on game plan. There are discrete behaviors that support each of
these actions and make up the teamwork and communication
organ systems. As discussed in Chapter 6, briefings plan
forward, facilitate a discussion about team goals, and help form
the game plan as to what the team expects to unfold.
Debriefings reflect back on an activity performed and are essen-
tial to improvement and learning. Accuracy of transmitted and
received communications is dependent on structured commu-
nication techniques like SBAR (Situation, Background,
Assessment, Recommendation)
14
and read-backs. Conflict res-
olution requires multiple techniques, but begins with the use of
agreed-on terms to stop activity when perceived risk becomes
too high or a team member can’t link the team’s actions to the
game plan. These are “critical language” terms like “I need
clarity” or “I’m concerned.”
Although these behaviors are not conceptually difficult,
it has been challenging to embed them in health care.
Measuring them and highlighting their importance on
process and debriefing boards such as those described below
is a mechanism to support their use. Culture survey ques-
tions evaluate these teamwork and communication “organ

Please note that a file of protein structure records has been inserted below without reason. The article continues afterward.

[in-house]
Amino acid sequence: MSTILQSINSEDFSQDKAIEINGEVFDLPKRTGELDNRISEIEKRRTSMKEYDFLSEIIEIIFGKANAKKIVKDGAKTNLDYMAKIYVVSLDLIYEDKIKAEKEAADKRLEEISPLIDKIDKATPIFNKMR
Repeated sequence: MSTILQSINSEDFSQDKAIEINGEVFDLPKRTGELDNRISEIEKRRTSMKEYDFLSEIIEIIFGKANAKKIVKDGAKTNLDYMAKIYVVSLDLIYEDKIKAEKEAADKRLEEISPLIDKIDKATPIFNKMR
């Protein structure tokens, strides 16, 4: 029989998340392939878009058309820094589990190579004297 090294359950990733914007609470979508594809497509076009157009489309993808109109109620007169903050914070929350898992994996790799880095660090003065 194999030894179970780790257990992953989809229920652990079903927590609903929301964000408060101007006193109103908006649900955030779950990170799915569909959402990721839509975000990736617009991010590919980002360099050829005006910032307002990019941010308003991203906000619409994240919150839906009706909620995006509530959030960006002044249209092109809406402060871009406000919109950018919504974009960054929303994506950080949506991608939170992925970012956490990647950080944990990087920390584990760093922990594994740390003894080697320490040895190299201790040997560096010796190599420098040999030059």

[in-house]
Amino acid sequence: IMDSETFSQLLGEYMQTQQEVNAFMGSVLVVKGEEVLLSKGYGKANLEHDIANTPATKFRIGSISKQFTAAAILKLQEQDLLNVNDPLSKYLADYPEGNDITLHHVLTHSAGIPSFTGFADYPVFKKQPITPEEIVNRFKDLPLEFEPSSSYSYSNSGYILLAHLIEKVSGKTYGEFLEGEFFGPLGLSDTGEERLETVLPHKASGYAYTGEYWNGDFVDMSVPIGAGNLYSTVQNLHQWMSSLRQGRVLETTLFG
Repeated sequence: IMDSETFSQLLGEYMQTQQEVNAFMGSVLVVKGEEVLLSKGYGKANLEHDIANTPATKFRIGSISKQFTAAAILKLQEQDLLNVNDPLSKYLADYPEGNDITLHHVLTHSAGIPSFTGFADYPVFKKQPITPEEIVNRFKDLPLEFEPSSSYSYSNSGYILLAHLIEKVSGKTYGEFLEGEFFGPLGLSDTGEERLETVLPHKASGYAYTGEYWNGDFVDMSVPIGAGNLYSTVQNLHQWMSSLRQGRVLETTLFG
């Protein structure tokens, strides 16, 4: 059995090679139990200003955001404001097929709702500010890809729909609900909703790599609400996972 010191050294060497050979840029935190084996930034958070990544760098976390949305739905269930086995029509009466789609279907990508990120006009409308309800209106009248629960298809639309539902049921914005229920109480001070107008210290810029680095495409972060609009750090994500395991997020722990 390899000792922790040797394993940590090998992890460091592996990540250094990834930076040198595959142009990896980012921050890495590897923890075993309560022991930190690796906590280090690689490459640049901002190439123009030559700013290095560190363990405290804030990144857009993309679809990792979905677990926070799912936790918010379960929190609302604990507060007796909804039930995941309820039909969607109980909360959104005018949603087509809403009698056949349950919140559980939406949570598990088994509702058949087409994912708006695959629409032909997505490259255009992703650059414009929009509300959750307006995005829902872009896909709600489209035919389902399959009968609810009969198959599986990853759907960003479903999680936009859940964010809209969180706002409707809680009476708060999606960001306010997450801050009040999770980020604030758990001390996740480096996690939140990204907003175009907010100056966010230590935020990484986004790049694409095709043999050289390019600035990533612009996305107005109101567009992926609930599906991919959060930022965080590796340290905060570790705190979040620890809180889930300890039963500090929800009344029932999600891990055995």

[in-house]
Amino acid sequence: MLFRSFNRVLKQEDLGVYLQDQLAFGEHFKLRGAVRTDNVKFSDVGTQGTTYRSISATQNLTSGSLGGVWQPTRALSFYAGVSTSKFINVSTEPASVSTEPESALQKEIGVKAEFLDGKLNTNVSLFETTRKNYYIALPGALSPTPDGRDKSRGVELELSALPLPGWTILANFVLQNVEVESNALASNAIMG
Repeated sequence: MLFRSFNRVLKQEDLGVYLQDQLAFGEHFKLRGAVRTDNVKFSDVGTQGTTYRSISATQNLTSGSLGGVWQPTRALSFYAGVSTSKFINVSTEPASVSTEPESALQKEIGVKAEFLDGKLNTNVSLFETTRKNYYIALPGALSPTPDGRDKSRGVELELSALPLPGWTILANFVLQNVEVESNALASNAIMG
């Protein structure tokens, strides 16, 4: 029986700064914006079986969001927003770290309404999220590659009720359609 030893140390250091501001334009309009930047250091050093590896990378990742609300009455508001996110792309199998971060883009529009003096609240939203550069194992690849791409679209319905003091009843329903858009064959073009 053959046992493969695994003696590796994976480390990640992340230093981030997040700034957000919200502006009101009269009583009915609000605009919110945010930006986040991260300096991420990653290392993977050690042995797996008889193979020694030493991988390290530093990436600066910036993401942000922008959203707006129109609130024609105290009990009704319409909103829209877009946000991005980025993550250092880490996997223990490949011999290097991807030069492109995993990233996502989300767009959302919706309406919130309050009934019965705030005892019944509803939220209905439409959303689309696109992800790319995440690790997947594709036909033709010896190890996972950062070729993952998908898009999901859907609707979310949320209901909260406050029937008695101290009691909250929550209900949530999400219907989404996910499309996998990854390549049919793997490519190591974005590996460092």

systems” by asking questions about coordination between
disciplines, the ability to speak up about concerns, conflict
resolution, and the use of structured communications in
handoffs.
The Accountability System
Simply put, individuals must be appropriately accountable
for their actions, but should not be held accountable for
actions beyond their control. The mechanisms to accom-
plish this have been described by Reason,
15
Marx,
16
Leonard and Frankel,
17
and Hickson et al.
18
As discussed in
Chapter 3, when something goes wrong, the behaviors of
the people involved should be assigned to one of five cate-
gories—Impaired Judgment, Malicious Action, reckless
Action, Risky Action, or Unintentional Error (see Figure
13-2 on page 141). After a reflective jury agrees on the des-
ignation into which the behaviors fall, the response must
be aimed, first and foremost, at decreasing risk, and
second, at maintaining the integrity of the learning system.
In other words, unit members should perceive the organi-
zational response as fair and just. There are exceptions
where “groupthink” skews behavior by a whole group, in
which case leaders must be aware of these situations and
manage them. For example, the death of a new mother on
an obstetrics unit led to the discovery that a standard
postcesarean (C-section) order was for morphine in 2-mil-
ligram increments up to 30 milligrams total, at the
discretion of the RN administering the medication. Thirty
milligrams is a huge dose of morphine, yet hundreds of
obstetrics RNs and dozens of obstetricians at this hospital
had slowly deviated toward this standard order set.
Explanations extended from the rationale that RNs had the
skill to make the right decision to the belief that because
pregnant mothers have a larger intravascular volume and
pregnancy-induced edema, they needed larger doses of
opiates to relieve pain. In retrospect, the orders decreased